Those customers flying MAS now are the saviours of the brand and must be nurtured to become brand ambassadors and brand advocates who will be talking loudly about the fact that they are flying the airline now.

Make the experience a memorable one and they will talk loudly and for longer and do more to rebuild trust that any corporate driven advertising or PR campaign.

None of this is rocket science but these 6 top tactical tips will lay the foundations for the rebuilding of the Malaysia Airlines reputation quicker and more effectively than slashing prices.

Poor database management can destroy your brand’s credibility

My inbox is overflowing with ‘invitations’ to attend numerous conventions, exhibitions, masterclasses, seminars and so on. I don’t know where these guys get my email address but I must be on every mailing list from Malaysia to Mexico.

I’ve trained my junk mail filter to send most of them to the trash without me having to do it manually but somehow, quite a few still get through. One company is particularly good at getting around my filter and I find myself actually reading the subject line or even some of the copy, especially when I can’t find anything with which to self harm which is what I would prefer to do.

Normally I just swear at the sender, make a note of the company name and promise myself that I will never, ever attend one of their events and then just trash the email. But I thought I’d share this one with you so that if you are in the event or seminar business, you might learn something.

Here is a section of their most recent email

Not quite relevant to brand consultants
Not quite relevant to brand consultants

Of course her earlier email was included so I’m going to share part of it with you

Who is responsible for boilers? Are you serious?
Who is responsible for boilers? Are you serious?

You can draw your own conclusions from this farcical attempt to get the head of boiler operations at a brand consultancy to attend a seminar, the benefits of which are according to the email, “boiler efficiency, improved water strategy and analysis, better understanding of modern boiler burner operations as well as easier identification of its failures, by reducing cost and increasing safety and finally better understanding of legal requirements of Dosh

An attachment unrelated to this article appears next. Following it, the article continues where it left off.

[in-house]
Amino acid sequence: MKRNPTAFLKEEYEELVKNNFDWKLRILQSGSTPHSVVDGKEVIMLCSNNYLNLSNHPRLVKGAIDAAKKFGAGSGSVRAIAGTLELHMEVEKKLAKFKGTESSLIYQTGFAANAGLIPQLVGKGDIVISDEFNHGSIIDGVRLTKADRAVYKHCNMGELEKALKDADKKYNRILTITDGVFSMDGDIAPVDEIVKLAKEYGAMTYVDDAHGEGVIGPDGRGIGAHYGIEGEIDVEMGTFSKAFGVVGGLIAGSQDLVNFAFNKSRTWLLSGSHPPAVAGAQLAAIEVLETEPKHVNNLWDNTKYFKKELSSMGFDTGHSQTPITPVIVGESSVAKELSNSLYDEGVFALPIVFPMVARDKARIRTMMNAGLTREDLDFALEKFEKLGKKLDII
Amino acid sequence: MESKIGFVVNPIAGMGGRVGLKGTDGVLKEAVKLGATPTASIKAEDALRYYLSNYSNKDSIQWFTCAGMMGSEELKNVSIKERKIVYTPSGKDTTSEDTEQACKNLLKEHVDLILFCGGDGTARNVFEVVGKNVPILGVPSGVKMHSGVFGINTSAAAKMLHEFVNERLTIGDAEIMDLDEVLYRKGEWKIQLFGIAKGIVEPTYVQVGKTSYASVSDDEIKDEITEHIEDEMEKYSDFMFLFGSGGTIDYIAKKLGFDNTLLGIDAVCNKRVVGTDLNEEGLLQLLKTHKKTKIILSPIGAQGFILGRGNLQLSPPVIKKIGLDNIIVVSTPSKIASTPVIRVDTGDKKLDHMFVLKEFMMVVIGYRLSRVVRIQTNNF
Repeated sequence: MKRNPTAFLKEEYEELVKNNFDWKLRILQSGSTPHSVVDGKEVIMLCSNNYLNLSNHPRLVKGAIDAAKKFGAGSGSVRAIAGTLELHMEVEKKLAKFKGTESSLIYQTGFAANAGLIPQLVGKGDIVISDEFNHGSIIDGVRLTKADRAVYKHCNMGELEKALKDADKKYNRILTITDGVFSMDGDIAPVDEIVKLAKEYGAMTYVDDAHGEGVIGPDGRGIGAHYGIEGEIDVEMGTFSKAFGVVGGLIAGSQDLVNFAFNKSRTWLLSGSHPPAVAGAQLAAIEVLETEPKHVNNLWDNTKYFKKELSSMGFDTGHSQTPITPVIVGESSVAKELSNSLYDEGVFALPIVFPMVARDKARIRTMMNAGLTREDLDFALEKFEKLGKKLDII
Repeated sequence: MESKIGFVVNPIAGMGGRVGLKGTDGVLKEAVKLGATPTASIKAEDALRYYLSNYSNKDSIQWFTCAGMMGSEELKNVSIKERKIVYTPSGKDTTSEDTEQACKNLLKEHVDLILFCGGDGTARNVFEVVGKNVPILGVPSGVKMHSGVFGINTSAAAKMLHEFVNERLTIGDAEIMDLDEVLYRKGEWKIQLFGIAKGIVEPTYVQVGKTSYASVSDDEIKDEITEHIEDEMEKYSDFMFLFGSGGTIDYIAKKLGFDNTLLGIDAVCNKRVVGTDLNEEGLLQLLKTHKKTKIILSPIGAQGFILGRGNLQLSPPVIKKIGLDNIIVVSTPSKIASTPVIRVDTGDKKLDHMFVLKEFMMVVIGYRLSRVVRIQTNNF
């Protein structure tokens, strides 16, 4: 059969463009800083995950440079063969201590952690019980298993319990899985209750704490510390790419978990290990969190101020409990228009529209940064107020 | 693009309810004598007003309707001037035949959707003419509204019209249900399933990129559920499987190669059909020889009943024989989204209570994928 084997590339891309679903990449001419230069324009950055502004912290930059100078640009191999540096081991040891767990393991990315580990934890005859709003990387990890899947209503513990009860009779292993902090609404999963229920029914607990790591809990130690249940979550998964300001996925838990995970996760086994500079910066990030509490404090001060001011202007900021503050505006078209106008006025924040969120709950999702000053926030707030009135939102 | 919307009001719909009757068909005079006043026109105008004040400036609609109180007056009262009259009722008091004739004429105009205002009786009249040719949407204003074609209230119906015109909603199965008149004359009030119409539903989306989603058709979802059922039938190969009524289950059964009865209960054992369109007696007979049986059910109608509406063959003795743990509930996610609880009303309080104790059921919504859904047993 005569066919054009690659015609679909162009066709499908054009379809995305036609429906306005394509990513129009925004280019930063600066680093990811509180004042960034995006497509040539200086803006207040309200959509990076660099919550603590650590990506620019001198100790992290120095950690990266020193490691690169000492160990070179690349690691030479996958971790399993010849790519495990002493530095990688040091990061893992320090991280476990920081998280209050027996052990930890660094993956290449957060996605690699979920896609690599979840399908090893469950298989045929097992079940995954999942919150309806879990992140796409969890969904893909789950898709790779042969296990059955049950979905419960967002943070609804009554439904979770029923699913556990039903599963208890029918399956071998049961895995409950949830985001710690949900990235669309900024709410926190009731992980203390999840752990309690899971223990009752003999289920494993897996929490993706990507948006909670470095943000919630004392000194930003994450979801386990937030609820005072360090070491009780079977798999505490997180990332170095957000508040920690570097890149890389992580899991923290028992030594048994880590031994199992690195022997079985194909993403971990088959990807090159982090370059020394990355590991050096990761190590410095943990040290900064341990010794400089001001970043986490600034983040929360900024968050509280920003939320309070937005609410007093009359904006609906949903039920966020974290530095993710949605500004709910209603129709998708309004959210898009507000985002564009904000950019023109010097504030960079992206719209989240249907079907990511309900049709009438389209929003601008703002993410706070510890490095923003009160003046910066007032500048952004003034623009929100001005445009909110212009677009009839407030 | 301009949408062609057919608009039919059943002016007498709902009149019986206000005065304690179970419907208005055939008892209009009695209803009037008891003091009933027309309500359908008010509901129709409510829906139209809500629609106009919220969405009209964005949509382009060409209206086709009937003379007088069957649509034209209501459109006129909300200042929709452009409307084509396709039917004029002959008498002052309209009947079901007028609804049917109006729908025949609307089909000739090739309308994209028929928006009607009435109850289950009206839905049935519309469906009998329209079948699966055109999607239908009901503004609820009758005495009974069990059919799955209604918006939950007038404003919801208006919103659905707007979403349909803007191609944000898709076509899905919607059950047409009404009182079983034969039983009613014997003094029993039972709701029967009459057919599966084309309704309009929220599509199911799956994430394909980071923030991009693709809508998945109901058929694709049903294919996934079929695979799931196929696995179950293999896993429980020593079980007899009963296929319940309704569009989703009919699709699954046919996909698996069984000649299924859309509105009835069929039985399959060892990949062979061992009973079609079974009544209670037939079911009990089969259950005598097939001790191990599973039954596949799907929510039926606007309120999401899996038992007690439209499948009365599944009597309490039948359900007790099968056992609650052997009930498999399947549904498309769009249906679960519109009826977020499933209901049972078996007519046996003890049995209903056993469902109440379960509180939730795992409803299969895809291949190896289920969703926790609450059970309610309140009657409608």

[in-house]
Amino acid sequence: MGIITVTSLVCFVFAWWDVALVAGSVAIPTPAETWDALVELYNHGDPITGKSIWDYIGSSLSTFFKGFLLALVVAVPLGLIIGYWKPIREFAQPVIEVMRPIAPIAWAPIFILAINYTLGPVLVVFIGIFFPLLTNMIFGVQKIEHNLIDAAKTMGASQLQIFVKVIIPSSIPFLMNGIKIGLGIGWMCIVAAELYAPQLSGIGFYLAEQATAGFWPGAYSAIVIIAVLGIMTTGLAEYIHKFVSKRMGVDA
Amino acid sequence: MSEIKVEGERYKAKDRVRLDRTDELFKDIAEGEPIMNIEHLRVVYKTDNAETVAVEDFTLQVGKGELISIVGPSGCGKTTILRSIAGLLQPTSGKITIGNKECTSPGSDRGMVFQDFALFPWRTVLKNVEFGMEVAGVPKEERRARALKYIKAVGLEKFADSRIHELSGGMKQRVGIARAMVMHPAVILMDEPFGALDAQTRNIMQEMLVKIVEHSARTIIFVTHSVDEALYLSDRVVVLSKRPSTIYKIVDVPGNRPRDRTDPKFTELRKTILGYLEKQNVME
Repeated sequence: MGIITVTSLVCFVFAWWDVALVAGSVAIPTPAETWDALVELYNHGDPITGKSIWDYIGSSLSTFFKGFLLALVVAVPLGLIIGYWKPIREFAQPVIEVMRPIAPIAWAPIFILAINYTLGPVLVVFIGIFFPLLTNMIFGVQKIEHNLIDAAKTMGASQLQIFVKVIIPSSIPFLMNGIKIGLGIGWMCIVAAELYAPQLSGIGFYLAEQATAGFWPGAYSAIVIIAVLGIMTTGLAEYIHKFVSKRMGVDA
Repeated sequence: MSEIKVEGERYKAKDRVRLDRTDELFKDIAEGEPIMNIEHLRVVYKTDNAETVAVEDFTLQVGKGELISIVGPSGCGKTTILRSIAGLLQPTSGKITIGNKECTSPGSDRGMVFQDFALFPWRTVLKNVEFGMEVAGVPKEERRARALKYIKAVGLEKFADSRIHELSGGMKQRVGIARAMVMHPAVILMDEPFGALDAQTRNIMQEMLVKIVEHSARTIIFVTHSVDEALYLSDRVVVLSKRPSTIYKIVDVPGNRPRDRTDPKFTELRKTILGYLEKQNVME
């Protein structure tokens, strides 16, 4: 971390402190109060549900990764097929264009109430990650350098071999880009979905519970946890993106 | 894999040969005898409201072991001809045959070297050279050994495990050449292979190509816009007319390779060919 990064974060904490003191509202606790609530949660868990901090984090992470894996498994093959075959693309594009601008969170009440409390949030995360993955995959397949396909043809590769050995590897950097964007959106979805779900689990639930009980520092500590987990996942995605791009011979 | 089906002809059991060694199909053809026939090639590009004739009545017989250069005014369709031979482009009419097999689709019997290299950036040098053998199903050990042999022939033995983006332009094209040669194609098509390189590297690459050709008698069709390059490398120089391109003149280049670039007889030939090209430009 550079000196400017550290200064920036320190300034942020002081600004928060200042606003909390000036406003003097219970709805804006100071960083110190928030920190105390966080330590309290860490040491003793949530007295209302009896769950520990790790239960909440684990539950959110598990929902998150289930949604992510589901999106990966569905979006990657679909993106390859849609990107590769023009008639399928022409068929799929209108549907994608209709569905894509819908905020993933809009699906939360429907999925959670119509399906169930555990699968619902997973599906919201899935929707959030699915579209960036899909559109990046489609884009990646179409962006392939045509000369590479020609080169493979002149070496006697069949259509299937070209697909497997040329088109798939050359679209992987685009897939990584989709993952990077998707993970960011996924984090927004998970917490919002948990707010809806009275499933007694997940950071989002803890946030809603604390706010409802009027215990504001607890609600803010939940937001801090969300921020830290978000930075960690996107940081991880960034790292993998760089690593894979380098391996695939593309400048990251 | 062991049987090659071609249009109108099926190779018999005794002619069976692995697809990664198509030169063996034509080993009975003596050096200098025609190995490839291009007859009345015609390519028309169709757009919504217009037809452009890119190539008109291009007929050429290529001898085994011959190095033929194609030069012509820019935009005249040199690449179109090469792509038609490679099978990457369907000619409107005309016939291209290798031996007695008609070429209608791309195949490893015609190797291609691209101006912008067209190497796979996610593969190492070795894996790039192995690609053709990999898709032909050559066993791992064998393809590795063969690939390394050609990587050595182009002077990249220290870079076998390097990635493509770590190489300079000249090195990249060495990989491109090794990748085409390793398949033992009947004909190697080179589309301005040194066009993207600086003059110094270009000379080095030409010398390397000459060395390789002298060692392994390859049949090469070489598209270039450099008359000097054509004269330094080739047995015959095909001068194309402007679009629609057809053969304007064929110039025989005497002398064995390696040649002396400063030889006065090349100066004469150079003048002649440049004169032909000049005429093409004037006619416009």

Tosh more like. If you must use email campaigns to try and drum up business, here are 5 top tips for an email campaign:

1) Give recipients an opt out from your list. This email doesn’t even allow me to unsubscribe, which may well be illegal.
2) Segment your list or risk destroying your brand. You’ve collected information, use it properly. Failure to do so may see you embarrassed on a blog.
3) Make your subject line creative, short and sweet.
4) Less is more. Trust me, the more emails I get, the more determined I am not to attend any of the seminars listed.
5) Track your customer activities. If they don’t respond to any emails, get in contact and find out why.

There you are, despite annoying me I’ve given you some sound and free advice. I shall be sending this post to Anna. Feel free to send it to anyone who keeps sending you irrelevant emails.

Malaysia Airlines won’t return to profitability with bland, boring TV commercials

I don’t like to kick a man (or an airline) when he’s (or it’s) down, and despite a couple of good quarters, Malaysia Airlines (MAS) is certainly down.

The good quarters (following six straight quarters of losses) are a result of increased revenues thanks to better load factors and higher RASK (Revenue per available seat kilometer).

Just to recap, to avoid bankruptcy, MAS embarked on a massive restructuring plan towards the end of 2011 that included cutting unprofitable routes and reducing costs with the goal being to return to full year profitability in 2013.

Although the airline has done quite well, that’s unlikely to happen even though it is focusing on Asia and has stopped flying to costly destinations such as Buenos Aires, Johannesburg, Cape Town and oddly, Dubai. Giving up Dubai and Dammam suggests the carrier is surrendering to the aggressive carriers from the Middle East.

The most recent business strategy announced two key strategic elements – one to focus on the premium sector and the other to focus on the competitive Asian market. The announcement that the airline would go after the premium sector came at the same time as the partnership deal with AirAsia that has now been scrapped.

I’ve seen nothing to suggest the airline is courting premium customers and although it is good to see the airline understands the importance of segmentation, I doubt their ability to execute such a strategy.

Especially as the airline seems to be going the same old predictable route of using an advertising campaign featuring an irritating tagline (more on that later) to magically increase demand. And I’ve seen nothing else to suggest the airline is doing anything other than the usual advertising, print and PR tactics with a nod to social media.

And what an advertising campaign it is! I think this is the TV commercial.